“Even if Palin didn’t actually go on Fox & Friends and make stupid remarks about Jesus and Easter, she’s dumb enough to, so the criticism of her is justified,” they might say.
Or, “So what if this isn’t actually a picture of a Muslim mass wedding of pre-pubescent girls, Muslims do this all the time, so they are still animals.”
We are so committed to our vision of the world that when we are shown to be wrong, our response is often anything but acceptance.
And our bias-blindness has serious consequences.
Our biases can cause us to dishonor Christ (by sharing a deceptive picture of “Trayvon Martin,” for example), hurt our neighbor (by portraying Muslims as violent and devoted to destroying America, for example), weaken our witness (by showing ourselves to be fools), support bad public policies, and so on.
But, if we can’t just be more open-minded, or more educated, or more intelligent, what can we do to avoid making decisions affected by our biases?
We cannot analyze ourselves to pure objectivity; we will always be blind to some bias in our thinking. But we are good at observing and pointing out the biases in others. Which means that we need to rely upon each other for correction. Our task is to cultivate communities where criticism, disagreements, and differences exist with love and grace (2 Tim. 4:2). It’s not acceptable to allow one another to continue on in blindness and ignorance. We must sharpen each other, lovingly, but actively (Prov. 27:17). And for more on why criticism is critical for believers, see Why I Criticize the Church.
Such a community requires us to be open to correction, with the knowledge that we not only have biases, but that we are likely blind to many of them. Our response to loving criticism or disagreement shouldn’t be shock, hurt, anger, dismissiveness, or defensiveness, but gratitude and prayerful reflection. Let’s petition the Lord for wise correction, knowing that He will provide it and that the prayer will form our hearts to be open to contrary views.
But even as we correct one another, we must be deeply humble, knowing that we too are flawed. We make cognitive errors. We allow our deeply rooted prejudices to negatively affect our thinking. We foolishly pride ourselves on being Objective and Open to Contrary Evidence, when we really aren’t. So as we sharpen one another, we must do so in a spirit of humility and love. A practical way to do this is to “hope all things” about our neighbors and their beliefs, rather than assume that we objectively understand their position and motives (1 Cor. 13:7).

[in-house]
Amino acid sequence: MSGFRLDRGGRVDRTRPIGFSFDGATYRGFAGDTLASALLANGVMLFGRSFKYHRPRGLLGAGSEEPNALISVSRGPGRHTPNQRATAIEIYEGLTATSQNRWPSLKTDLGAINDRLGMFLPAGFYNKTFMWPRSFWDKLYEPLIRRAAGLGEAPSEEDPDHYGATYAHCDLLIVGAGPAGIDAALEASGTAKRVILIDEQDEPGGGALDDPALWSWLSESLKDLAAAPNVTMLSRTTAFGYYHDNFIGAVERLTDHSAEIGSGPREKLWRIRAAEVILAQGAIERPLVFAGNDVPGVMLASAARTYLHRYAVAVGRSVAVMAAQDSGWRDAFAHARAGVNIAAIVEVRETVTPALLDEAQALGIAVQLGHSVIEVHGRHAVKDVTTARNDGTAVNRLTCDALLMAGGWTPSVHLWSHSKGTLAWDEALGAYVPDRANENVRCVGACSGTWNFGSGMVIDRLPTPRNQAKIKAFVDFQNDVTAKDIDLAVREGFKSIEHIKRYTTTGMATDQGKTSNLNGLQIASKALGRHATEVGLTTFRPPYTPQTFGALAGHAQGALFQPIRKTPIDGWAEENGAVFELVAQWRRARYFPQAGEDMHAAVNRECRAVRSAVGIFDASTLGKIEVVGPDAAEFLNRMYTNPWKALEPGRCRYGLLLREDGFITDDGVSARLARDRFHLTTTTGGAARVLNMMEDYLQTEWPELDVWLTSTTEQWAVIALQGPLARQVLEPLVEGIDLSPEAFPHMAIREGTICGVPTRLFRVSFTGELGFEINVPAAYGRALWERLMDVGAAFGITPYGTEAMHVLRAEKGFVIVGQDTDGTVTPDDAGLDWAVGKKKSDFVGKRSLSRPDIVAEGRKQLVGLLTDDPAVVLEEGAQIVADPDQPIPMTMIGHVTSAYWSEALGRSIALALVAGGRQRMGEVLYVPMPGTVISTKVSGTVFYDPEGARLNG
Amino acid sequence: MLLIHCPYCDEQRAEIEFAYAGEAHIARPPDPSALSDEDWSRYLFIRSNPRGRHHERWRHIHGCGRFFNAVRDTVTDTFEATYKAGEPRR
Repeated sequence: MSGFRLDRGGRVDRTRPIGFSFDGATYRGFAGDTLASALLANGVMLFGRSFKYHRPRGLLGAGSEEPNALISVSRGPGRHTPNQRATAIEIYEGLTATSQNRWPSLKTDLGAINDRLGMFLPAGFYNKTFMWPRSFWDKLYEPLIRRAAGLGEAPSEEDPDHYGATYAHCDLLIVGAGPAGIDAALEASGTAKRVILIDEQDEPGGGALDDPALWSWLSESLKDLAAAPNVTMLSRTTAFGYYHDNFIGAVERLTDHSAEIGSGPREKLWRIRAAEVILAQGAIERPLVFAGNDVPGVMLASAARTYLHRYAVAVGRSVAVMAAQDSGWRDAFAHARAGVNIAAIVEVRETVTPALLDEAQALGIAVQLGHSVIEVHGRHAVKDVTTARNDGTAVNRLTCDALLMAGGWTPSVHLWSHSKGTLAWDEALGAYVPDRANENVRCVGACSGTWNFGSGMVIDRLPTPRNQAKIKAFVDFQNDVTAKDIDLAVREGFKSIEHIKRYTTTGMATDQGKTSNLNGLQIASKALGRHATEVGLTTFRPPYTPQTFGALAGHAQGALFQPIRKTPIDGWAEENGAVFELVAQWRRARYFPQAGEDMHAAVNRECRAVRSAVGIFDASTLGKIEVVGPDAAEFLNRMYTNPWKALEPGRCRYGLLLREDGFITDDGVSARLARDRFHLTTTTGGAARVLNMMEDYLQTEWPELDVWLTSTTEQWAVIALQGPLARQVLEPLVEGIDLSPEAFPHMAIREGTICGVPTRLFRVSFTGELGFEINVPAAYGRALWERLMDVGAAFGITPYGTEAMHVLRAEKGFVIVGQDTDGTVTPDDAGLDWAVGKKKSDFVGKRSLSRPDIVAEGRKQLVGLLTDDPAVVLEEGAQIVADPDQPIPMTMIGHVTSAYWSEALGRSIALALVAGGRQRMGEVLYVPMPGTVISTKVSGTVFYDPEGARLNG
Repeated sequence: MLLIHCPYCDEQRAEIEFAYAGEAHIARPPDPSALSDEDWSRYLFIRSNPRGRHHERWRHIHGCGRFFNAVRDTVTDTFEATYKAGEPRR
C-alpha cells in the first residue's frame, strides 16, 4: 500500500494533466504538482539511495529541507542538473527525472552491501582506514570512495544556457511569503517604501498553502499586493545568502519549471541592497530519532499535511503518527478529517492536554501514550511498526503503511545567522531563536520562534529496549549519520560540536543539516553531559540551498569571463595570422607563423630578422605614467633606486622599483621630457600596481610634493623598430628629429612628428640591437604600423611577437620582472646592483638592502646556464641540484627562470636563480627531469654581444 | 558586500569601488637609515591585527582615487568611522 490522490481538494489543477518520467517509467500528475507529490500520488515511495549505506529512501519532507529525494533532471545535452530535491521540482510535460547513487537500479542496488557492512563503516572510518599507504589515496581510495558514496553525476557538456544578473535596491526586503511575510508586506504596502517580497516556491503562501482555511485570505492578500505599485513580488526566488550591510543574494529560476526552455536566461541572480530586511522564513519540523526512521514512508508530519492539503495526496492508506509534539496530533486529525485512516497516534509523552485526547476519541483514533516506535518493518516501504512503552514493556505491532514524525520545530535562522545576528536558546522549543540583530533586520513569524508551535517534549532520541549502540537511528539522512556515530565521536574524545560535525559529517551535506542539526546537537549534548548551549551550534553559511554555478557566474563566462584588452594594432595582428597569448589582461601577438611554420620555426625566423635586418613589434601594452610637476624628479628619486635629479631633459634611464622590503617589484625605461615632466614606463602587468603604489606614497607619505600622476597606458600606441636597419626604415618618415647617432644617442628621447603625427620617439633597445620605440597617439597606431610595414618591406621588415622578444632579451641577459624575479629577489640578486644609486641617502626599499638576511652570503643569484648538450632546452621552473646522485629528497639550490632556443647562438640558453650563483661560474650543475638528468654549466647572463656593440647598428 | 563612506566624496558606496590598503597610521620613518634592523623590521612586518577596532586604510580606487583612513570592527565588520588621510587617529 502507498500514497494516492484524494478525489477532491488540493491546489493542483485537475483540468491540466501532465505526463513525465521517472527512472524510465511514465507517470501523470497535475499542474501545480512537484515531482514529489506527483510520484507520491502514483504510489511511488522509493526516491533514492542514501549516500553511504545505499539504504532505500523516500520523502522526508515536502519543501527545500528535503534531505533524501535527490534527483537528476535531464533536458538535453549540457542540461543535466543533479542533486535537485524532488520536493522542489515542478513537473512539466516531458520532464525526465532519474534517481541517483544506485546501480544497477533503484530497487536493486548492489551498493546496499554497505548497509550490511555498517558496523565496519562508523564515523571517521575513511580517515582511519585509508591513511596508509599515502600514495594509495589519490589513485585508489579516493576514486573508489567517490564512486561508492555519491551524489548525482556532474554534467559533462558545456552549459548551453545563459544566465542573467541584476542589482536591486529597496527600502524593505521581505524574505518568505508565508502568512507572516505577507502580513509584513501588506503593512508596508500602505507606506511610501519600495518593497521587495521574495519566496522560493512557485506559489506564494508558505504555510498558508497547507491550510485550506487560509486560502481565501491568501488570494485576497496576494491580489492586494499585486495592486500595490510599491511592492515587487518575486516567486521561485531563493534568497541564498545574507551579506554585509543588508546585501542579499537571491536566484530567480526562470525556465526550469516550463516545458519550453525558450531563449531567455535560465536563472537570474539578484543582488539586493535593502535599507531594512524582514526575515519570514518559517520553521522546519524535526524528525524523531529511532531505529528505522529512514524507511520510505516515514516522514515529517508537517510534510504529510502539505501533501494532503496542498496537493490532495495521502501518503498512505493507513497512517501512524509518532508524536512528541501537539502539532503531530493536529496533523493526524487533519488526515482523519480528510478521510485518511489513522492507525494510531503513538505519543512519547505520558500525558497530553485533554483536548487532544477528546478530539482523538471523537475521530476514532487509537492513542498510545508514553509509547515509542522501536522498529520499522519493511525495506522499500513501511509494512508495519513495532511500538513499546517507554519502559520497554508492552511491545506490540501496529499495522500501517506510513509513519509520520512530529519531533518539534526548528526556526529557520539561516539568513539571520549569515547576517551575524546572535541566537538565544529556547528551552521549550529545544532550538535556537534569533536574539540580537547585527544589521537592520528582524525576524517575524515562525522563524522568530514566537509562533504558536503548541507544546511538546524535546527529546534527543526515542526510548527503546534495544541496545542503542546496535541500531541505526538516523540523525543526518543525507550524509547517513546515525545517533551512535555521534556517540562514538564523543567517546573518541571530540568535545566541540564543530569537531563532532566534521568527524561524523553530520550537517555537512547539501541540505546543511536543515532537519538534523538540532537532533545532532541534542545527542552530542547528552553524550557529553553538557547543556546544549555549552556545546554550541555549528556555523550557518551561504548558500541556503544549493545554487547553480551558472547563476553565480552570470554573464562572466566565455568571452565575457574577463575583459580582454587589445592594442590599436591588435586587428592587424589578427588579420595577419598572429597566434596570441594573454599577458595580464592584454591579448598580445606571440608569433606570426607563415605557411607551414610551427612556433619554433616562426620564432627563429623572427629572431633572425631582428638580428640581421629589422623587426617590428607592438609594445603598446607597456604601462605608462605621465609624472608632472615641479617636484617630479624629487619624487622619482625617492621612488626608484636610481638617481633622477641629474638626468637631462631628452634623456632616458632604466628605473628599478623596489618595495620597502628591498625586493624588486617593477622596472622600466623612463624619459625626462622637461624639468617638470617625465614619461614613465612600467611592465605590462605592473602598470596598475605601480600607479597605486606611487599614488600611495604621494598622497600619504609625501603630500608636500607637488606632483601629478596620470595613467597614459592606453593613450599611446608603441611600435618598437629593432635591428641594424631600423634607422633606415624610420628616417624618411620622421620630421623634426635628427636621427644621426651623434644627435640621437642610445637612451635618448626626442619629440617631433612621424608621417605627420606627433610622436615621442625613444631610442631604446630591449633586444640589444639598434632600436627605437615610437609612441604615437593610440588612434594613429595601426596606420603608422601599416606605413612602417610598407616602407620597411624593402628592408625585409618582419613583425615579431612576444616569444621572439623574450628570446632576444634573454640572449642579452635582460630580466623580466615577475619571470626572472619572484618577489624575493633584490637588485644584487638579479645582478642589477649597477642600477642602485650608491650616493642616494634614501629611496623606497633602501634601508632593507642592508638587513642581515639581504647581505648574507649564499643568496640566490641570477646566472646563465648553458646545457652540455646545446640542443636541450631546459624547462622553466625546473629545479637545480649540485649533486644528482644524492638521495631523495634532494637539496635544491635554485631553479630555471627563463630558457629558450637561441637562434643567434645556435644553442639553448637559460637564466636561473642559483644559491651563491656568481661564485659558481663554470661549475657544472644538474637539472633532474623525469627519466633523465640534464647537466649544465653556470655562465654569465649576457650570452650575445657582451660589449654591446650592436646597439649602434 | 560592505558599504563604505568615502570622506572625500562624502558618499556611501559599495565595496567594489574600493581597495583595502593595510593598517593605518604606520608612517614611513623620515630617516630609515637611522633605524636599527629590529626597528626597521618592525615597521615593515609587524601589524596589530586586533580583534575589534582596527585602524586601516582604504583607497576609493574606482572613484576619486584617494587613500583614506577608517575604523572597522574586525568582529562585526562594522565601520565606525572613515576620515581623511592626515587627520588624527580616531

If we only receive criticism within our community, however, we will still allow our shared biases to hurt us, which is why it is so valuable to listen to those outside our circles. We may have profoundly different presuppositions about God and politics, but often it is the opposition who can see more clearly our own flaws. Let’s become comfortable accepting correction from our antagonists, knowing that acknowledging an error does not mean we are conceding our entire position. Sometimes we are so afraid that the Other Team will think they scored a point that we refuse to admit when they are right about anything.
As Christians, the results of this study shouldn’t be a surprise to us, and neither should the importance of loving correction. We know that “the heart is deceitful above all things” and that only God can see us truly (Jer. 17:9–10); we habitually ignore the planks in our own eyes even while we criticize others (Matt. 7:5); and we know that we are called to “stir one another up to love and good works” (Heb. 10:24), not allow each other to dwell in ignorance. Communities that embrace self-criticism and external criticism will not come close to eliminating the errors caused by confirmation bias, but they are a start. So, let us enter public discourse humbly and graciously, aware that we need one another to see the world rightly.
This post was adapted from an older article.